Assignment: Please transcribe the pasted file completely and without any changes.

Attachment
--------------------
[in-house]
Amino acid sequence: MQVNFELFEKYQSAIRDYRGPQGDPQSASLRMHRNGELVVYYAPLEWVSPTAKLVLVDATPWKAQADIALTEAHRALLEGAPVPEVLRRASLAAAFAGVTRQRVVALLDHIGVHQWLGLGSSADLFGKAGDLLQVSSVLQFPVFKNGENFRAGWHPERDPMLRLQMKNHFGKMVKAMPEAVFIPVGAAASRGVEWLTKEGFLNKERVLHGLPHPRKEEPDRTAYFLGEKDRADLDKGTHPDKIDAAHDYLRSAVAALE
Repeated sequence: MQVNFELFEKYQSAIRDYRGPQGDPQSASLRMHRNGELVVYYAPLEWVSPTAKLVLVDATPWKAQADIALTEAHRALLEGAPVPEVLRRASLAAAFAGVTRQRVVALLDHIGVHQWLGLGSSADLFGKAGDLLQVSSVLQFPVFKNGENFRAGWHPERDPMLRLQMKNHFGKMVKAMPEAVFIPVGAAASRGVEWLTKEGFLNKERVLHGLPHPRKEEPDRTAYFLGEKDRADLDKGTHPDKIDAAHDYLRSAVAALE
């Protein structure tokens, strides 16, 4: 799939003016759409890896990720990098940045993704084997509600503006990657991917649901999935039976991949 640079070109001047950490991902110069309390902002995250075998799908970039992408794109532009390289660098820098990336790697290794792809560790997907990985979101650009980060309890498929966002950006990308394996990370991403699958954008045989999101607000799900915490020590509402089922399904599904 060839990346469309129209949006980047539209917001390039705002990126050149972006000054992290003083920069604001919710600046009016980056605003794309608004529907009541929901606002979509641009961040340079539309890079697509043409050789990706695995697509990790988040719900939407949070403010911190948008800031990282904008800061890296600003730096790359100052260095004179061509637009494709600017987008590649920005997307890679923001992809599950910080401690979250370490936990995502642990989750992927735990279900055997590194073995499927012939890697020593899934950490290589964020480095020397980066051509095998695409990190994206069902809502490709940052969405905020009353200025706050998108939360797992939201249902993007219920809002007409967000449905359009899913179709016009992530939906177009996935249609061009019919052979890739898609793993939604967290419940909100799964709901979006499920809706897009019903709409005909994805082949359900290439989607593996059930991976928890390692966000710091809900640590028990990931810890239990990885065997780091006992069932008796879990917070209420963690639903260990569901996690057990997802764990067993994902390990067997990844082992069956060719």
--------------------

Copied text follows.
[in-house]
Amino acid sequence: MQVNFELFEKYQSAIRDYRGPQGDPQSASLRMHRNGELVVYYAPLEWVSPTAKLVLVDATPWKAQADIALTEAHRALLEGAPVPEVLRRASLAAAFAGVTRQRVVALLDHIGVHQWLGLGSSADLFGKAGDLLQVSSVLQFPVFKNGENFRAGWHPERDPMLRLQMKNHFGKMVKAMPEAVFIPVGAAASRGVEWLTKEGFLNKERVLHGLPHPRKEEPDRTAYFLGEKDRADLDKGTHPDKIDAAHDYLRSAVAALE
Repeated sequence: MQVNFELFEKYQSAIRDYRGPQGDPQSASLRMHRNGELVVYYAPLEWVSPTAKLVLVDATPWKAQADIALTEAHRALLEGAPVPEVLRRASLAAAFAGVTRQRVVALLDHIGVHQWLGLGSSADLFGKAGDLLQVSSVLQFPVFKNGENFRAGWHPERDPMLRLQMKNHFGKMVKAMPEAVFIPVGAAASRGVEWLTKEGFLNKERVLHGLPHPRKEEPDRTAYFLGEKDRADLDKGTHPDKIDAAHDYLRSAVAALE
């Protein structure tokens, strides 16, 4: 799939003016759409890896990720990098940045993704084997509600503006990657991917649901999935039976991949 640079070109001047950490991902110069309390902002995250075998799908970039992408794109532009390289660098820098990336790697290794792809560790997907990985979101650009980060309890498929966002950006990308394996990370991403699958954008045989999101607000799900915490020590509402089922399904599904 060839990346469309129209949006980047539209917001390039705002990126050149972006000054992290003083920069604001919710600046009016980056605003794309608004529907009541929901606002979509641009961040340079539309890079697509043409050789990706695995697509990790988040719900939407949070403010911190948008800031990282904008800061890296600003730096790359100052260095004179061509637009494709600017987008590649920005997307890679923001992809599950910080401690979250370490936990995502642990989750992927735990279900055997590194073995499927012939890697020593899934950490290589964020480095020397980066051509095998695409990190994206069902809502490709940052969405905020009353200025706050998108939360797992939201249902993007219920809002007409967000449905359009899913179709016009992530939906177009996935249609061009019919052979890739898609793993939604967290419940909100799964709901979006499920809706897009019903709409005909994805082949359900290439989607593996059930991976928890390692966000710091809900640590028990990931810890239990990885065997780091006992069932008796879990917070209420963690639903260990569901996690057990997802764990067993994902390990067997990844082992069956060719």